Weed your Garden in six easy steps

Weed your Garden in six easy steps. Nobody likes to weed the garden but I’m here to tell you if you want good healthy plants that grow vigorously. Plants that produce large delicious vegetables. You will need to do some weeding. It’s not hard work, especially if you do it often enough. It’s not something that needs to be done everyday either. Maybe just once every couple of weeks.

Weed the Garden

Weed the Garden

See the problem with weeds is that they compete with what you are trying to grow. They compete for water, nutrients, and light. All plants roots create root exudates. Some of the plants exudates contain chemicals that can actually harm other plants. I don’t know what plants do or don’t. So the best thing to do is to remove them while they are still small. In order to get your plants to grow well they should not have to compete with anything else. Including other plants of the same type. That’s why plant spacing is so critical.

Six Easy Steps

1. Wait until you can see them. Timing is everything, this goes for weeds too. Some may be too small to be effectively pulled. But with good and consistent weeding I don’t worry to much about leaving the tiny ones for next time. When they are an optimum size for my grimy fingers to pick that’s when I take them. I always find bigger ones I missed from last time. It’s important to pull them from around the base of your plants when they are small so that the root ripping experience does not harm the plants you are trying to grow. Also it is important not to wait too long to pull weeds. If they go to seed you will be battling an even bigger weed issue later on as they multiply out of control in your garden. If you pull them on a regular basis you will notice a diminishing weed problem each time you weed.

2. Pull them out roots and all. Some plants you can be rid of by just knocking the growing tip off. But there are just as many perennial plants trying to sprout up in your garden beds as there are annual ones. To be sure, just pull the whole thing out. The best time to do this is after a good rain or after you have watered. With the soil moist you will have less issue with pulling the weeds out roots and all.

3. Put them in a bucket as you go. I sit on an upside down bucket, and drag another bucket along with me to throw the weeds in. If you leave the weeds lay there on the ground there is a good chance they will actually take root and start growing again. It really depends on what it is and how tenacious the plant is. But I have actually had this happen. You may also find things that have started to grow that you may just decide to keep. I always get volunteer tomatoes every year. Sunflowers I haven’t had to plant for many years now, they just keep coming back. I just move them when they are small if they are in a bad spot or weed around them and let them grow big. Sometimes I’ll find weeds I know I can eat and give them the space they need too. Purslane usually comes up, it’s probably one of the healthiest foods growing and is high in omega 3’s. Another that likes to pop up in my garden is lambs quarters. Cook it like spinach and eat em up. I know I’ve been pulling out other stuff I should be eating but I just don’t know any better. But as with anything else in this world I’m still learning.

4. Use this as an opportunity to inspect for any issues or pests that may be effecting your plants. This is what gardening is after all. Caring for plants. As I move through the garden I’m looking for any tomato hornworms, squash beetles, or any other pest that may be wreaking havoc with any of my plants. I’m also looking for distressed plants, damage from larger animals, or signs of disease. If I do find any leaves that are damaged I remove them and put them in my bucket too. If I come across any bugs I know cause damage, I squash them and in the bucket they go.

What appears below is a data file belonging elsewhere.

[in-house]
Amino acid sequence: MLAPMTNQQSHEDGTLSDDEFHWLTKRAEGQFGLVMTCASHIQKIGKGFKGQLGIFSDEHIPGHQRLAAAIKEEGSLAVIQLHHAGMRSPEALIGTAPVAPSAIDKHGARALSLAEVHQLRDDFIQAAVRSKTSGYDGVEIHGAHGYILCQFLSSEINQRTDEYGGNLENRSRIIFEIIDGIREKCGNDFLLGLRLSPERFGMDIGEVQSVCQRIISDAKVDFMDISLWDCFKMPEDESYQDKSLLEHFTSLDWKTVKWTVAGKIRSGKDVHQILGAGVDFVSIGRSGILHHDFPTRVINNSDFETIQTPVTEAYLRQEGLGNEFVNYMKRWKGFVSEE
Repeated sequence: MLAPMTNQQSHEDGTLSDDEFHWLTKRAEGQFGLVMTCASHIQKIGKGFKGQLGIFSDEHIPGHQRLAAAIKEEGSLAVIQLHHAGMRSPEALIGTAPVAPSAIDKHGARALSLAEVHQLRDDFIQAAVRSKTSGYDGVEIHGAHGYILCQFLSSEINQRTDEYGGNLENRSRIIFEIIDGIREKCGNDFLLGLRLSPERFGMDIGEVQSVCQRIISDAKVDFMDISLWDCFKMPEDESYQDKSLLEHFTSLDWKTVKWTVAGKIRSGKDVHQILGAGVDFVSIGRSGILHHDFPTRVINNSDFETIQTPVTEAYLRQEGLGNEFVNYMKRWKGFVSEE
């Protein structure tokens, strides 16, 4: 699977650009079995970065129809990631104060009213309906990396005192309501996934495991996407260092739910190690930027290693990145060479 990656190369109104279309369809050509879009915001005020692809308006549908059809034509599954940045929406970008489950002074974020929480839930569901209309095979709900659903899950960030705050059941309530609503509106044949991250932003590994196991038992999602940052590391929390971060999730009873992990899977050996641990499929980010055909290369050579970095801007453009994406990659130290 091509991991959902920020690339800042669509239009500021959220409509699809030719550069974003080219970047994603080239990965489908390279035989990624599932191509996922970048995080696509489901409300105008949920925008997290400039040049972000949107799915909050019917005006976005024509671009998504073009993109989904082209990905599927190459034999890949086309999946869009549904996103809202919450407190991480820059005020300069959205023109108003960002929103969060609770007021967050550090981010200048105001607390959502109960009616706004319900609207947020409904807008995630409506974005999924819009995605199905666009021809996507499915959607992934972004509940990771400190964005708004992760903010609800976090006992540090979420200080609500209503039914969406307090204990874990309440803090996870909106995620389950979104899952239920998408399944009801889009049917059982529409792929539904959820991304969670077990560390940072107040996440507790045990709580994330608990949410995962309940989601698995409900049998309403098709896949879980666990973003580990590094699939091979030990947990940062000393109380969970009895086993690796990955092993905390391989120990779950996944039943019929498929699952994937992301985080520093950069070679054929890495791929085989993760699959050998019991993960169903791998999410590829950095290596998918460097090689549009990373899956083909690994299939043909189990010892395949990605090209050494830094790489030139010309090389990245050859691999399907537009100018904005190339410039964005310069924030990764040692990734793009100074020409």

5. Compost the weeds. After my bucket is full or after I’m all done weeding for the day. I dump the whole bucket onto the materials I’m building up to make the next compost pile. All the biomass you just pulled out of your garden is biomass that could have been part of your tomato plant, or your next over achieving zucchini plant. Instead it was weeds. It would be foolish to just throw them away. Instead compost any debris that comes out of your garden. It should go right back in the form of compost. That way those weeds can become your next tomato, or your next zucchini. Put it around your fruit tree’s and those weeds can become your next apple too.

6. Mulch.



Apply mulch to any exposed dirt. You should not see any dirt in your garden. You should keep it covered at all times. All a weed seed needs is a little light to get a foot hold in your garden. Then it’s off to growing, well like a weed. If weeds do pop up through your mulch it most likely will be shallowly rooted just under the mulch. This will allow you to pull the weed easily. Mulch also allows your soil to retain moisture longer than bare soil. Bare disturbed soil loses soil organic matter. Mulch helps retain this, it helps your plants grow. So mulch around all of your plants. Cover all of the exposed soil, and keep it covered.


When it comes to Weeding

I prefer to do it this way pulling weeds one by one, it’s good exercise. You know what’s happening with your plants. And it only needs to be done when it needs to be done. You should be looking at your garden every day. Only weed when you need to. But do weed when you need to. If you don’t they will quickly get away from you. Then you will just have a weed patch instead of a pumpkin patch.

I hope you found this to be helpful, don’t forget to sign up for the PermacultureFlora updates and leave a comment below. I’d love to hear your thoughts.


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